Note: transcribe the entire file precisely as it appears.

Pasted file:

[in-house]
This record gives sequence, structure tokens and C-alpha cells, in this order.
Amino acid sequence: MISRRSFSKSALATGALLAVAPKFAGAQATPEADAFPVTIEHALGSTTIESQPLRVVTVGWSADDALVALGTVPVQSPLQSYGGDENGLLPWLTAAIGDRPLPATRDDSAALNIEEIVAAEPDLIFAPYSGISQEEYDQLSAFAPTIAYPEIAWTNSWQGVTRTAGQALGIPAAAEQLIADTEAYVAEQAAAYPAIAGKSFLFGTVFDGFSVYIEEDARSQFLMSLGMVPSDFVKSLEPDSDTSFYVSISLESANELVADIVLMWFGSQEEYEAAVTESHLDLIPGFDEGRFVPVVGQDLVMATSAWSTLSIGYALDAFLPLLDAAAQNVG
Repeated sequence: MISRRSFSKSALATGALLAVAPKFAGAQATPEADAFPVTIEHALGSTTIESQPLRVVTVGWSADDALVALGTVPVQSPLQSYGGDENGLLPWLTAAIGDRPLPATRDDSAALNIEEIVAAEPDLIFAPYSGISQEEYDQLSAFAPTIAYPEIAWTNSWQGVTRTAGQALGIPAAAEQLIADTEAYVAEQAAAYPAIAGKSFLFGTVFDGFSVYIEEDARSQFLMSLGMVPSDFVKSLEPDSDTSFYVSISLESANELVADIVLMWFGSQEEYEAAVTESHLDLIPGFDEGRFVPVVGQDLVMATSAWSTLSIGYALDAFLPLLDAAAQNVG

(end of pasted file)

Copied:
[in-house]
This record gives sequence, structure tokens and C-alpha cells, in this order.
Amino acid sequence: MISRRSFSKSALATGALLAVAPKFAGAQATPEADAFPVTIEHALGSTTIESQPLRVVTVGWSADDALVALGTVPVQSPLQSYGGDENGLLPWLTAAIGDRPLPATRDDSAALNIEEIVAAEPDLIFAPYSGISQEEYDQLSAFAPTIAYPEIAWTNSWQGVTRTAGQALGIPAAAEQLIADTEAYVAEQAAAYPAIAGKSFLFGTVFDGFSVYIEEDARSQFLMSLGMVPSDFVKSLEPDSDTSFYVSISLESANELVADIVLMWFGSQEEYEAAVTESHLDLIPGFDEGRFVPVVGQDLVMATSAWSTLSIGYALDAFLPLLDAAAQNVG
Repeated sequence: MISRRSFSKSALATGALLAVAPKFAGAQATPEADAFPVTIEHALGSTTIESQPLRVVTVGWSADDALVALGTVPVQSPLQSYGGDENGLLPWLTAAIGDRPLPATRDDSAALNIEEIVAAEPDLIFAPYSGISQEEYDQLSAFAPTIAYPEIAWTNSWQGVTRTAGQALGIPAAAEQLIADTEAYVAEQAAAYPAIAGKSFLFGTVFDGFSVYIEEDARSQFLMSLGMVPSDFVKSLEPDSDTSFYVSISLESANELVADIVLMWFGSQEEYEAAVTESHLDLIPGFDEGRFVPVVGQDLVMATSAWSTLSIGYALDAFLPLLDAAAQNVG